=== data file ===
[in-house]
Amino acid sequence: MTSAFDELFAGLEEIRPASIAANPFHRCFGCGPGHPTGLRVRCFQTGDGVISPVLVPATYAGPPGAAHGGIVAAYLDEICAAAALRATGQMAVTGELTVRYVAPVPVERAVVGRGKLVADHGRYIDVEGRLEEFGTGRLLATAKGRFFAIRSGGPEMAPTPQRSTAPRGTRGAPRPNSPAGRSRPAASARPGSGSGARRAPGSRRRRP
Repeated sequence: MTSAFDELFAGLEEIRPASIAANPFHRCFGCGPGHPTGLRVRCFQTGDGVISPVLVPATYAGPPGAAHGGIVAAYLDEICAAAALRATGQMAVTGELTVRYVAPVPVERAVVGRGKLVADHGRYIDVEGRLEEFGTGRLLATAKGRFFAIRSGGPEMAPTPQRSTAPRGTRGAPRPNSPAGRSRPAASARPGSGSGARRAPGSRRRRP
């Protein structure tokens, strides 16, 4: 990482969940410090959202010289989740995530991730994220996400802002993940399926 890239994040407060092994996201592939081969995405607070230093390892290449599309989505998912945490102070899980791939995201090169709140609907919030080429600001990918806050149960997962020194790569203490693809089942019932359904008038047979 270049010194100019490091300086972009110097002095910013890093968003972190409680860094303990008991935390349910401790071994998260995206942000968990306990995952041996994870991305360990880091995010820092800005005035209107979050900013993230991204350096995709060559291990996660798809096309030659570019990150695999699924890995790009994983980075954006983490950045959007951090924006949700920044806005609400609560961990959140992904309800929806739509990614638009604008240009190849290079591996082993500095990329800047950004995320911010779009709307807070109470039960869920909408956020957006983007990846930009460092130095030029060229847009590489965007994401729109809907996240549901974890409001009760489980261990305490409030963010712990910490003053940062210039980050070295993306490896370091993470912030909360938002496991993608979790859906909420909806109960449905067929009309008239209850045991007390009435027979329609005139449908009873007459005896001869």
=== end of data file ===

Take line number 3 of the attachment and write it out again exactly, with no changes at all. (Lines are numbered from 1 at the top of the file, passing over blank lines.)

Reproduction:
Repeated sequence: MTSAFDELFAGLEEIRPASIAANPFHRCFGCGPGHPTGLRVRCFQTGDGVISPVLVPATYAGPPGAAHGGIVAAYLDEICAAAALRATGQMAVTGELTVRYVAPVPVERAVVGRGKLVADHGRYIDVEGRLEEFGTGRLLATAKGRFFAIRSGGPEMAPTPQRSTAPRGTRGAPRPNSPAGRSRPAASARPGSGSGARRAPGSRRRRP